Blazon in CoA

[otw_is sidebar=otw-sidebar-2]This page sets out the preferred style of ‘blazon’ (the technical vocabulary for describing coats of arms) used in CoA. There are also detailed notes on the preferred style of citation and a list of abbreviations. The full guidance notes which they form part of can be downloaded as a pdf (for which you will need a pdf programme such as Adobe Acrobat reader) and as a document in MS Word; click on the links to the right. To return to the introductory guidance, click here.

When blazon is quoted directly from some other source, such as a grant of arms or a secondary writer, the source’s spelling and punctuation should of course be preserved, as in any other instance of quotation. In such cases the fact that the blazon is a quotation should be clearly indicated in the text. In all other cases, blazon should be done as follows:

  1. The word is to be spelled ‘blazon’ rather than ‘blason’.
  2. Blazon should be in italics, without abbreviations (save in footnotes, where the tinctures may be abbreviated in the way indicated in the list of abbreviations). Commas should be used as sparingly as possible.
  3. The only capital should be the first letter of the blazon and the initial letter of any proper noun that appears in the blazon.
  4. The shield and crest and any supporters are blazoned separately; any linking phrases such as ‘For his crest, on a wreath of the colours’, do not constitute blazon. Stilted and formulaic linking phrases should be avoided.
  5. Spelling. Blazon words deriving from French past participles should terminate in -y rather than -ee or -ée: thus fitchy rather than fitchée. Other blazon words with alternative spellings should be spelled as follows:
    • caboshed rather than cabossed.
    • chequy rather than checky.
    • chevron rather than cheveron.
    • demi lion rather than demi-lion.
    • fess rather than fesse.
    • fleur-de-lys rather than fleur-de-lis. The plural is fleurs-de-lys.
    • griffin rather than gryphon.
    • guardant and reguardant rather than gardant and regardant.
    • mullet rather than molet.
    • pall rather than pairle.
    • sejant rather than sejeant.
    • tiger rather than tyger when the natural animal is intended.
    • tyger rather than tiger when the heraldic monster is meant.
    • wyvern rather than wivern.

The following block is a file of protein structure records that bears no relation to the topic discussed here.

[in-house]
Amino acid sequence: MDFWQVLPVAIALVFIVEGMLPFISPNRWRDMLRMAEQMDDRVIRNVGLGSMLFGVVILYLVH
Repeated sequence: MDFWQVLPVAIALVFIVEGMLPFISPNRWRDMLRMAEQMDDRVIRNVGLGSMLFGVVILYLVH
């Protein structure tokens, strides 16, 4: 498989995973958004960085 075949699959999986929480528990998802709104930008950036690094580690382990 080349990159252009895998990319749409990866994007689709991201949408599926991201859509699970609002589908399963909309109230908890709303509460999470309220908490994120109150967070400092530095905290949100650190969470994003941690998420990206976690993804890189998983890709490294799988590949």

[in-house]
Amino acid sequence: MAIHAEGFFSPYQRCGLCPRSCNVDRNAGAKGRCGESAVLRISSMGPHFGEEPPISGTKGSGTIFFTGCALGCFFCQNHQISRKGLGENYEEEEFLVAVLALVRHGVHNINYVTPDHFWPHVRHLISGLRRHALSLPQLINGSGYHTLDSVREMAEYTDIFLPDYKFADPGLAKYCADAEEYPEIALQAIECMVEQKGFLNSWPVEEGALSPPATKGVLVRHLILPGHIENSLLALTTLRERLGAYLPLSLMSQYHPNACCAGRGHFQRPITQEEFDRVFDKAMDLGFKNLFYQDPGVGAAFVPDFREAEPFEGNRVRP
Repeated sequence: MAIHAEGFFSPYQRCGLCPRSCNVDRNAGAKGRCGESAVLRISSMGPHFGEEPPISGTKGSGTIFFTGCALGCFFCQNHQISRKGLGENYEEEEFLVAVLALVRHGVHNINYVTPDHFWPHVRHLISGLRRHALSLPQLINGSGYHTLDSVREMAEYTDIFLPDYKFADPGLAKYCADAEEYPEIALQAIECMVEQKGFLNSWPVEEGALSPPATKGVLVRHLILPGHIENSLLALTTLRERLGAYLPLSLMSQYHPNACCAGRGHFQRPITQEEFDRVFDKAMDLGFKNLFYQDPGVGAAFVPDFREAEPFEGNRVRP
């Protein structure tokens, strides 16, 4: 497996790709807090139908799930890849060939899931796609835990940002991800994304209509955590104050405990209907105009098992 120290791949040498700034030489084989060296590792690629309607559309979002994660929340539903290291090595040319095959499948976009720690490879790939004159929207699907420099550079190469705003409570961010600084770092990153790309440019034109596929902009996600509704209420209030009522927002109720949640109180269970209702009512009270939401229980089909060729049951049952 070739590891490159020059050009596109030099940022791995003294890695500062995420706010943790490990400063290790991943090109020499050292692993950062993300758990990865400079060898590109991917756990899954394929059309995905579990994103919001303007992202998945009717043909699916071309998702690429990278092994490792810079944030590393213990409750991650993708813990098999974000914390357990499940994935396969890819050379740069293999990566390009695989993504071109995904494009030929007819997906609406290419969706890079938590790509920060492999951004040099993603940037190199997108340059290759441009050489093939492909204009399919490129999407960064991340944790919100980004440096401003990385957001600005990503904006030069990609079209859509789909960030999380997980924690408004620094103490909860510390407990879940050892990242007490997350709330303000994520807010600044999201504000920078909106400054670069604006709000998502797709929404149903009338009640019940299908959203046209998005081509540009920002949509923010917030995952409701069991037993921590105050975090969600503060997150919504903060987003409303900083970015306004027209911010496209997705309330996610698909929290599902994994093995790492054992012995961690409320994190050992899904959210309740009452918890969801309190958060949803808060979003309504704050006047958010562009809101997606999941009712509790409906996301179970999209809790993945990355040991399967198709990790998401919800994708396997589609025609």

Note also the following spellings of words which, though not blazon, have a heraldic reference:

    • Clarenceux rather than Clarencieux
    • pursuivant rather than poursuivant.
  6. Vocabulary. Describe roundels as such, giving their tincture, rather than as hurt, pomeis and the like. Similarly, use gutty azure rather than gutty (or gouttée) de larmes and the like. Ancient, astral, celestial, eastern, naval, mural and palisado crowns should be described as such rather than as coronets; but the item frequently referred to as a ‘ducal coronet’ should be blazoned and referred to as a crest coronet. The following words and phrases should be preferred to the stated alternatives:
    • mantling rather than lambrequin.
    • mill rind rather than ink moline.
    • mullet pierced rather than spur rowel.
    • per fess, per pale etc., rather than party (or parted) per fess, party per pale etc.
  7. When a charge consists of a noun prefixed by another noun in the possessive aspect, such as lion’s gamb or saracen’s head, the apostrophe should not move in the plural; thus three lion’s gambs and four saracen’s heads. This reflects ordinary language usages such as cat’s eyes (The M1 has over half a million cat’s eyes on it, not The M1 has over half a million cats’ eyes on it). The number of lions and saracens involved is immaterial, as is the number of cats in the parallel case.
  8. Repeat tinctures rather than saying of the first or similar: thus say Azure on a fess argent three billets azure rather than Azure on a fess argent three billets of the first. However, where appropriate and natural, words such as all and also may be used: Azure a fess between in chief a billet between two mullets and in base a cross crosslet all argent; Gules three lion’s gambs ermine armed azure each grasping a staff or flying therefrom a banner also ermine.